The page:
Barbell LungesIsolation exercise, Free weights
- Thigh: Quadriceps
(Musculus quadriceps femoris)
- Buttocks: Large gluteus maximus
(Musculus gluteus maximus)
Barbell Lunges is a suitable substitute for similar exercises in or as a supplement to various training plans.
Barbell Lunges: Basics and alternatives
Involved main muscle groups:
The barbell lunge is a great alternative to the classic lunge without equipment and the dumbbell lunge. With this exercise, you add the extra weight of a barbell on your shoulders, providing an even greater challenge for your hamstrings as you step forward.
This variation is often seen in the gym for strength training, as it’s more convenient to increase the weight with a barbell than with dumbbells.
The muscle groups targeted are the same as with the other two forms. With the barbell lunge, you mainly train your quadriceps (front thigh) and gluteus maximus (butt).
Before attempting the barbell lunge, try the exercise without equipment or with dumbbells. This helps you establish balance and ensures you can perform the exercise properly with heavier weights later on.
Besides the barbell, you’ll need some space to step forward. A bigger step engages your glutes more, while a smaller step focuses on your front thigh.
The added weight on your shoulders means you’ll need to stabilize your upper body more than with the other variations. This helps strengthen not only your legs and butt, but also your core, including your stomach and back.
Start with the barbell in the rack, set slightly below shoulder height. To protect your neck, wrap a towel around the bar or use a neck pad.
Stand in front of the barbell rack. Duck under the barbell, positioning it on your shoulders. Grip the bar firmly with both hands. Stand up, lifting the barbell out of the rack.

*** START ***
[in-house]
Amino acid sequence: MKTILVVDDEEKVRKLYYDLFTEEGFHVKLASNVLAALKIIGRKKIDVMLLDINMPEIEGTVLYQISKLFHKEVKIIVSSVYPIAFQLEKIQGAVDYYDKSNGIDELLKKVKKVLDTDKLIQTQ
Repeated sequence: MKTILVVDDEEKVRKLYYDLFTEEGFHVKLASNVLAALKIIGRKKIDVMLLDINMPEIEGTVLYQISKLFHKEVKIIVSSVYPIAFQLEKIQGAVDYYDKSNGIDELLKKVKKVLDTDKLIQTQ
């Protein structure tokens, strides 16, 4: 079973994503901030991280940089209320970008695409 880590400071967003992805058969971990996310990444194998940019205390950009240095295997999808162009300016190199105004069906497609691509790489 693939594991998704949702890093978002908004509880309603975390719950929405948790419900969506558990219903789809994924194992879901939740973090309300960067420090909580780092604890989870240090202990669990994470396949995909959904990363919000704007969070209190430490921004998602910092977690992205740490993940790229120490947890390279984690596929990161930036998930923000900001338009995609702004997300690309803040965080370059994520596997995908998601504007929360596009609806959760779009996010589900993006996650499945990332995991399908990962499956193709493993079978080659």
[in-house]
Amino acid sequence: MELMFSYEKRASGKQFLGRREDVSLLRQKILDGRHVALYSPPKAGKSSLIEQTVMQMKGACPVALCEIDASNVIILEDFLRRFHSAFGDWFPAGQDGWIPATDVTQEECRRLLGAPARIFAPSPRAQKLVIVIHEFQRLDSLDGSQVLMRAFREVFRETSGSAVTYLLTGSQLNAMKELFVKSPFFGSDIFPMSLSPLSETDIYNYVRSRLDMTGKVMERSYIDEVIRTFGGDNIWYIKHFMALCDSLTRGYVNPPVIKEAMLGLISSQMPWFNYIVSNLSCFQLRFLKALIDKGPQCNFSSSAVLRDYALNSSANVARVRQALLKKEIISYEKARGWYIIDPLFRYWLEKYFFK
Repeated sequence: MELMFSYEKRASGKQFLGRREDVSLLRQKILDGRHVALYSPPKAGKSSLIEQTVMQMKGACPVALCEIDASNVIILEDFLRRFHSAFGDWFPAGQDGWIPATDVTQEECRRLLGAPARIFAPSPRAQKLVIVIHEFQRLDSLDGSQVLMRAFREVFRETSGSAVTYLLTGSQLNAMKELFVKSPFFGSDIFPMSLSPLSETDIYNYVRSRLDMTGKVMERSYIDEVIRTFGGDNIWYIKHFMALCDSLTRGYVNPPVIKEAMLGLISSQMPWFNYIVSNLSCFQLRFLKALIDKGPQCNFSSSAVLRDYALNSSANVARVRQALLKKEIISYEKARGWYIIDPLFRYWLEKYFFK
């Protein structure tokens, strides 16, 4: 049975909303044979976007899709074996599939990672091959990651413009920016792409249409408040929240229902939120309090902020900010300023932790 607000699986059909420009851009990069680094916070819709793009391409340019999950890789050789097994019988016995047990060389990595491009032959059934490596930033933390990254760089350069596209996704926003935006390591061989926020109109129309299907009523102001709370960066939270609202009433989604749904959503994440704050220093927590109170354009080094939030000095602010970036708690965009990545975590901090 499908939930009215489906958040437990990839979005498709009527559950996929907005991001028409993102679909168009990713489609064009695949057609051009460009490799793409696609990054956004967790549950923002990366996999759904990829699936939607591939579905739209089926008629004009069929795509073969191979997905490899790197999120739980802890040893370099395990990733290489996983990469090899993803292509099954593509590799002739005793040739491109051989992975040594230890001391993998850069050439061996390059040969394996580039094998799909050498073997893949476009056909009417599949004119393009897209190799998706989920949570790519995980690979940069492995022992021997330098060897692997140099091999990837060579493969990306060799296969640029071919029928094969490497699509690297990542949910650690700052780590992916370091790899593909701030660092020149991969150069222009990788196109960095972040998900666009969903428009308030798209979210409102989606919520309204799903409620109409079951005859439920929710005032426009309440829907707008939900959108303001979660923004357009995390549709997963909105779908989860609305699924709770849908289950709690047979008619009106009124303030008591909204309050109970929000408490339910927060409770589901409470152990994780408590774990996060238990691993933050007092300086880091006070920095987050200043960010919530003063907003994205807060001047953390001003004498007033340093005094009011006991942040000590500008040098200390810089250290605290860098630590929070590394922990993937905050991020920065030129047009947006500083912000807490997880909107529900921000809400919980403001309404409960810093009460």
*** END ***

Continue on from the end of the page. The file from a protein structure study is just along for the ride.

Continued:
Step away from the rack, feet hip-width apart. Keep your hands on the bar throughout the exercise.
Take a big step forward with both feet pointing straight. Plant your front foot firmly, and balance on your back toes. Your back leg stabilizes your body while your front leg bears the weight.
Lower your torso straight down. Keep your front knee behind your toes. Aim for a 90-degree angle between your upper and lower legs. Your back knee should hover just above the floor.
Push off the ground with your front leg, explosively but controlled. Maintain stability during the movement. If you struggle, use less weight.
Either continue with the same leg, switching at the end, or alternate legs with each rep. Return the barbell to the rack when finished.
Make sure the barbell is centered on your shoulders for even weight distribution and to avoid straining your core. Don’t use too much weight, as it can affect your balance. Again, practice lunges without a barbell first.
Keep your upper body upright throughout the exercise. Poor form can cause discomfort and compromise stability.
Even if you’re a lunge pro, use a mirror to check your form during the barbell version.
Your step length shouldn’t be too long or too short. Ensure your front knee doesn’t extend past your toes as you lower, and your back knee doesn’t touch the floor. Never rest your knee on the ground, as it reduces the training effect and is harmful to your knee joint.